An unorthodox opinion on the nature of virtue slowly emerges over the course of Jean-Jacques Rousseau’s Social Contract. To have virtue, Rousseau suggests, means doing in an ordeal what you believe right in a moment of reflection. Of course, Rousseau is wrong— but he is not that wrong.
Put another way, given a comfortable chair, an hour to think, and a snifter of brandy to think over, what does a man believe theft is? Is he willing to live by that definition of theft with the chair gone, the brandy gone, and a burning hunger in his stomach?
As a nearly uncritical traditionalist, I don’t think this is a proper understanding of virtue. I will trust Boethius and Dante, Solomon and Plato for that. However, Rousseau does put the role of leisure front and center in his understanding of virtue, and this is an entirely Christian thing to do. His understanding of virtue has more to do with conscience, and conscience is a powerful arbiter of virtue. As St. James teaches in his epistle, “If anyone, then, knows the good they ought to do and does not do it, it is sin for them.”
As I described earlier, I have lately finished up a week living by a monastic rule of my own authoring. I vowed to wake early, jog, read the Scriptures, not curse, not snack between meals. I gave my students the task of writing a rule for themselves, as well. They have just assigned themselves grades, checked the grades against the approval of their abbot (a mother or father), and are now authoring long essays reflecting on how well their week as monks went. I did not do very well. I gave myself a low C.
The only way to make the rule effective, though, is to insist that students write their own. I asked, “How does the devil tempt you? What weaknesses do you have which the devil is apt to exploit? How can you give yourself a hedge of protection against your weaknesses?” Some students might suffer with great sins, others with minor sins. Either way, they had to compose a list of seven rules to follow which would help them draw close to God, shun the devil, and be virtuous.
I found it helpful to remind myself, over the course of the monastic week, that I had chosen these rules for myself. I had authored the rules not because I had to, but because I wanted to. I vowed to wake at 5:15, but I could have just as easily vowed to wake at 5:30. I did not have to cut myself off from snacks between meals, but I chose to. When I was hungry between meals, it was helpful to remind myself, “You don’t actually want to eat. What is it you actually want?” I had to remind myself, in the fashion of Rousseau, to do in the midst of an ordeal what I wanted to do in a moment of contemplation. In this way, I was able to bring contemplation and ease into difficul scenarios. Contemplation cuts us off from time and the ravages of time. We can always escape into our own hearts and speak privately with God there.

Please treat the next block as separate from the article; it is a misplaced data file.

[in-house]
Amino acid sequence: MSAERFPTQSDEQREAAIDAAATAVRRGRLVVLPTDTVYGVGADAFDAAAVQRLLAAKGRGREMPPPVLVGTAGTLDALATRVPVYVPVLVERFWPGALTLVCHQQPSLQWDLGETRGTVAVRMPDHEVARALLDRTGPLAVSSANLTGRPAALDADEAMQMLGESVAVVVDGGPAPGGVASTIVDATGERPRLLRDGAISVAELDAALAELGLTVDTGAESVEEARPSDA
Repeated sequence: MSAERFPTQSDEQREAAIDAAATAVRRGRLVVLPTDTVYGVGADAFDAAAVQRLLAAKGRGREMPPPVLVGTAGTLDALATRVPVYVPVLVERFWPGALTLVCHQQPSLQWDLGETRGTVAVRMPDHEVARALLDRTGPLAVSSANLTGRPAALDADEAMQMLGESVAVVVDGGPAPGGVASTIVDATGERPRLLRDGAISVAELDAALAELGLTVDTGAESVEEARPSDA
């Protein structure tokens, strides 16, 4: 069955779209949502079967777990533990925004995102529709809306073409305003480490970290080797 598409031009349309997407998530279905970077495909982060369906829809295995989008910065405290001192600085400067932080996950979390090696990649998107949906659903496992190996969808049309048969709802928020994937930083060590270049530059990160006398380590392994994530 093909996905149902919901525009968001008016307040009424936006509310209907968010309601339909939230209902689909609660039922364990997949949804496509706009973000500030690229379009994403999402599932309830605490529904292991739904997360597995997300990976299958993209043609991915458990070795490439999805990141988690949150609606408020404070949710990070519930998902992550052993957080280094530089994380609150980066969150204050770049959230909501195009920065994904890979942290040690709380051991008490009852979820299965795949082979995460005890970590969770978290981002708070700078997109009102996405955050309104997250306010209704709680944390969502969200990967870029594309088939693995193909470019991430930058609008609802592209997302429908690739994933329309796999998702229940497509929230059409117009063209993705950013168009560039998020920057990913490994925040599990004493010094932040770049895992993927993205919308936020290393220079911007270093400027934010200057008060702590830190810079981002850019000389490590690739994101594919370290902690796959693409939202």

At the end of the week, however, I realized that while my rule was not Christianity itself, it was like Christianity in that it was voluntary. No one has to be Christian. The Christian religion is not compulsory. Christ warns His disciples that they must count the cost of following Him, and that they would be fools to not consider in advance what manner of lives He calls them to live. No one who sets his hand to the plow and looks back is worthy. “You must choose this day whom you will serve” is a statement Joshua makes to those who are already God’s people, and thus even the infant who is baptized is not compelled by force to remain in the fold. The sacraments aid the conscience, but do not coerce the conscience. Because Christianity leads unto genuine freedom, so it begins with a free decision. For this reason, when a man is tempted to lust or to get drunk, he should not say to himself, “I may not do this.” Instead, he should say, “I have already confessed to myself that I do not want to do this.”
It is for this reason that sin is always arbitrary. When I squander my time, I never do so according to plan. Ask me in the morning, “Gibbs, what would you like to do tonight?” and I will say, “I’d like to read my kids a story. Put them to bed about seven. Read a little. Watch an episode of Better Call Saul with Paula and then go to bed around ten.” I would never say, “Oh, I’d like to stay up until one in the morning or so, messing around on the internet— looking up rappers on Wikipedia, watching trailers for movies that I don’t want to see, looking for arguments on Facebook. Not really go to bed at one so much as have my unsatisfied consciousness ripped from my brain unwillingly after my body gives out for sheer exhaustion.” Although, guess which of these two possibilities I often find myself careening toward?
It is because I lack Rousseau’s virtue. It is because I forget what I want.